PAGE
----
On March 2, 2021, Governor Northam signed into law Virginia’s own Consumer Data Protection Act (“Virginia CDPA” or the “Act”), a bill that brings together concepts from the EU’s General Data Protection Regulation (GDPR) as well as the California Consumer Privacy Act (CCPA) and the California Privacy Rights Act (CPRA). It is the first of its kind legislation on the East Coast. The law will go into effect on January 1, 2023.
The drafters of the Virginia CDPA appear to have benefited from observing the pitfalls and problems that arose in the development and implementation of both GDPR and CCPA. The Virginia bill deftly avoids several of those by incorporating narrower, more tailored definitions that clearly exclude categories of data and businesses over which there was (and continues to be) some confusion with respect to both the EU/UK and California compliance regimes. It also adopts, in concept, the framework of the GDPR, and even some of its language. Like GDPR, it characterizes the party who initially collects and controls personal data as the “controller” and obligates that party to be a good steward of the data, through transparency with the consumer, accountability for sharing the data with third parties (“processors”), and a duty to implement appropriate data security to safeguard the data. It will be enforced by the Virginia Attorney General. Notably, there is no private right of action under the Act.
The U.S. Department of Justice announced an indictment in the U.S. Attorney’s Office for the Central District of California against a North Korea-sponsored international cybercriminal organization that infiltrated public and private computer networks, fundamentally compromised these systems, and sought to obtain over a billion dollars from this illicit access.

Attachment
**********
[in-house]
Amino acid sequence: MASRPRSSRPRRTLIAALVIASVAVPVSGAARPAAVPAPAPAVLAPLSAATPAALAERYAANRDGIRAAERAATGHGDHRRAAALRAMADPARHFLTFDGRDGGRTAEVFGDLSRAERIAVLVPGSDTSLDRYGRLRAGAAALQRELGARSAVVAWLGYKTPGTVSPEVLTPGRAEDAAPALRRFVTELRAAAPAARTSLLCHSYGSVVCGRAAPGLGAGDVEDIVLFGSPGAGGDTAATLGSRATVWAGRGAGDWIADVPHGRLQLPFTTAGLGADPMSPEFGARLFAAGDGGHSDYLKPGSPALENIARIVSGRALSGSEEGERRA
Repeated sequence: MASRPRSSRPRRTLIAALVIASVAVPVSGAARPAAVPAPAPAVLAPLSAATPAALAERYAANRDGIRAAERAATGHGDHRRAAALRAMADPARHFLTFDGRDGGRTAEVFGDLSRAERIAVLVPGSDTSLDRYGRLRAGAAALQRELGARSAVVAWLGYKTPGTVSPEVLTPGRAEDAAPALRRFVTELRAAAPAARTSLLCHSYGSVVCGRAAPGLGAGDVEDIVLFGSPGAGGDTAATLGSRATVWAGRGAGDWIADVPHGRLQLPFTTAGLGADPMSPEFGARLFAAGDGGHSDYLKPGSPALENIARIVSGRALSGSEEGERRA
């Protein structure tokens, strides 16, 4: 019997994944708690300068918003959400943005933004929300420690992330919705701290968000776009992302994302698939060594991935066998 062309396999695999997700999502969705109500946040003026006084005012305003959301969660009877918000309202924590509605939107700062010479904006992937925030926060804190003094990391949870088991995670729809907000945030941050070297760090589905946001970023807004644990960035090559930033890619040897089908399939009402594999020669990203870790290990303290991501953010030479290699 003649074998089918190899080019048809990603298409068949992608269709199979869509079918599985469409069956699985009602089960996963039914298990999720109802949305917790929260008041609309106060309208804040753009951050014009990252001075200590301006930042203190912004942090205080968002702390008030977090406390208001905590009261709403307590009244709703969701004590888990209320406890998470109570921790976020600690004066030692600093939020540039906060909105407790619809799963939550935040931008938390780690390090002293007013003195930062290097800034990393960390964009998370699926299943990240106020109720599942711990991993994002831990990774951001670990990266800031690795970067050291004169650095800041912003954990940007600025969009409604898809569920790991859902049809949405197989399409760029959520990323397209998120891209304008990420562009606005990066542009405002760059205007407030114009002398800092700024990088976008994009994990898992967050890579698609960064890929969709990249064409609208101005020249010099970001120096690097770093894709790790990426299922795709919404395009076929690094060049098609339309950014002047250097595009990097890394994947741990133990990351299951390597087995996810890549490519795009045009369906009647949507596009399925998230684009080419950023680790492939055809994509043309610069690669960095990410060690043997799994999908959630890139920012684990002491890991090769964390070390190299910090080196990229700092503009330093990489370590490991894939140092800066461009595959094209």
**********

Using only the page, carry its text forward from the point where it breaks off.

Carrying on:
Read the full article on our Subject to Inquiry blog for details about this enforcement action, which spotlights the cybercriminals’ methods to steal intellectual property and corporate secrets, while also conducting cyber-extortions, ransomware attacks, and cyber-enabled heists of bank-held funds, ATMs and cryptocurrency.
This week, the FBI, the Cybersecurity and Infrastructure Security Agency, and the Department of the Treasury released a joint advisory report on HIDDEN COBRA — the cyber threat North Korea poses to cryptocurrency — and provided mitigation recommendations for addressing this ongoing threat.